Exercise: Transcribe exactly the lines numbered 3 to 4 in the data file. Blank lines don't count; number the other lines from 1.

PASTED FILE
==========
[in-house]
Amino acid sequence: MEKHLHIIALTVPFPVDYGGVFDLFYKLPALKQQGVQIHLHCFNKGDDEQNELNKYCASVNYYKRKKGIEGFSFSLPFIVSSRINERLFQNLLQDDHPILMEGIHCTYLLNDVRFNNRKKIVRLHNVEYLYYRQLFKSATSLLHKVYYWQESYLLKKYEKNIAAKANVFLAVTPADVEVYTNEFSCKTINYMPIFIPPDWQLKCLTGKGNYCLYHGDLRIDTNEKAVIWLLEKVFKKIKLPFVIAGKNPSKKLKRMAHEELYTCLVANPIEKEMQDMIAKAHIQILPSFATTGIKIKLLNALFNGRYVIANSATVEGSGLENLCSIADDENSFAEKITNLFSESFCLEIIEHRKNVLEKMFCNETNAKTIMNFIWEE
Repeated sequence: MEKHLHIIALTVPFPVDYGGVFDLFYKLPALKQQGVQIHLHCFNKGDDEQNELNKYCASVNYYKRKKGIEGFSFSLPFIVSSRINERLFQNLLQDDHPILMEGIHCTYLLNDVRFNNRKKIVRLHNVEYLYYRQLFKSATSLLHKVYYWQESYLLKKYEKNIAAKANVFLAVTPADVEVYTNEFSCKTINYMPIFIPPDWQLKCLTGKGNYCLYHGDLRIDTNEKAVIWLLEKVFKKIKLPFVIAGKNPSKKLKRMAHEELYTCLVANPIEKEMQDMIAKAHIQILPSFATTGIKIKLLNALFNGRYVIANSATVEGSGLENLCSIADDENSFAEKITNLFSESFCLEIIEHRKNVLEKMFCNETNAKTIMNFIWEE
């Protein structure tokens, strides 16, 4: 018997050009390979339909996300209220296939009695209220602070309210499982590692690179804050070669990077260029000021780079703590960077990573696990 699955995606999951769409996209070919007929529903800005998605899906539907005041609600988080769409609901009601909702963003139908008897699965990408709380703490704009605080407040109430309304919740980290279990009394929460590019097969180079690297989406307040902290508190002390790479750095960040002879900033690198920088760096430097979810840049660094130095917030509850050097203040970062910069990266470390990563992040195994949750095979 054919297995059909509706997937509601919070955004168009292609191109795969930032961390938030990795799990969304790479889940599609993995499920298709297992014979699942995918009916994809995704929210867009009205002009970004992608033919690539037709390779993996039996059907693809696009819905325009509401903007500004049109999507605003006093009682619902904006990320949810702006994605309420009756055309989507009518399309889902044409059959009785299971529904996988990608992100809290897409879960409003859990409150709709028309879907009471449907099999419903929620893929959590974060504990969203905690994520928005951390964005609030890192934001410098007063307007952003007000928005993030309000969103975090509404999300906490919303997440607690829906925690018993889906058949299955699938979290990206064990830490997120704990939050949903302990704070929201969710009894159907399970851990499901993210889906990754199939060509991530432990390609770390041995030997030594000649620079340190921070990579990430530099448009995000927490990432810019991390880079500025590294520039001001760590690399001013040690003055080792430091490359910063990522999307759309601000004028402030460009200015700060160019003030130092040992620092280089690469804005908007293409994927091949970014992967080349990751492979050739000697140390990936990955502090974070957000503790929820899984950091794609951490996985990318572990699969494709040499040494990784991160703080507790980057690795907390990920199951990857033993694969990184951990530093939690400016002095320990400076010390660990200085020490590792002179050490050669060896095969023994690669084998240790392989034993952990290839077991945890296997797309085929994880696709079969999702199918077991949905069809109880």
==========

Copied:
Repeated sequence: MEKHLHIIALTVPFPVDYGGVFDLFYKLPALKQQGVQIHLHCFNKGDDEQNELNKYCASVNYYKRKKGIEGFSFSLPFIVSSRINERLFQNLLQDDHPILMEGIHCTYLLNDVRFNNRKKIVRLHNVEYLYYRQLFKSATSLLHKVYYWQESYLLKKYEKNIAAKANVFLAVTPADVEVYTNEFSCKTINYMPIFIPPDWQLKCLTGKGNYCLYHGDLRIDTNEKAVIWLLEKVFKKIKLPFVIAGKNPSKKLKRMAHEELYTCLVANPIEKEMQDMIAKAHIQILPSFATTGIKIKLLNALFNGRYVIANSATVEGSGLENLCSIADDENSFAEKITNLFSESFCLEIIEHRKNVLEKMFCNETNAKTIMNFIWEE
């Protein structure tokens, strides 16, 4: 018997050009390979339909996300209220296939009695209220602070309210499982590692690179804050070669990077260029000021780079703590960077990573696990 699955995606999951769409996209070919007929529903800005998605899906539907005041609600988080769409609901009601909702963003139908008897699965990408709380703490704009605080407040109430309304919740980290279990009394929460590019097969180079690297989406307040902290508190002390790479750095960040002879900033690198920088760096430097979810840049660094130095917030509850050097203040970062910069990266470390990563992040195994949750095979 054919297995059909509706997937509601919070955004168009292609191109795969930032961390938030990795799990969304790479889940599609993995499920298709297992014979699942995918009916994809995704929210867009009205002009970004992608033919690539037709390779993996039996059907693809696009819905325009509401903007500004049109999507605003006093009682619902904006990320949810702006994605309420009756055309989507009518399309889902044409059959009785299971529904996988990608992100809290897409879960409003859990409150709709028309879907009471449907099999419903929620893929959590974060504990969203905690994520928005951390964005609030890192934001410098007063307007952003007000928005993030309000969103975090509404999300906490919303997440607690829906925690018993889906058949299955699938979290990206064990830490997120704990939050949903302990704070929201969710009894159907399970851990499901993210889906990754199939060509991530432990390609770390041995030997030594000649620079340190921070990579990430530099448009995000927490990432810019991390880079500025590294520039001001760590690399001013040690003055080792430091490359910063990522999307759309601000004028402030460009200015700060160019003030130092040992620092280089690469804005908007293409994927091949970014992967080349990751492979050739000697140390990936990955502090974070957000503790929820899984950091794609951490996985990318572990699969494709040499040494990784991160703080507790980057690795907390990920199951990857033993694969990184951990530093939690400016002095320990400076010390660990200085020490590792002179050490050669060896095969023994690669084998240790392989034993952990290839077991945890296997797309085929994880696709079969999702199918077991949905069809109880």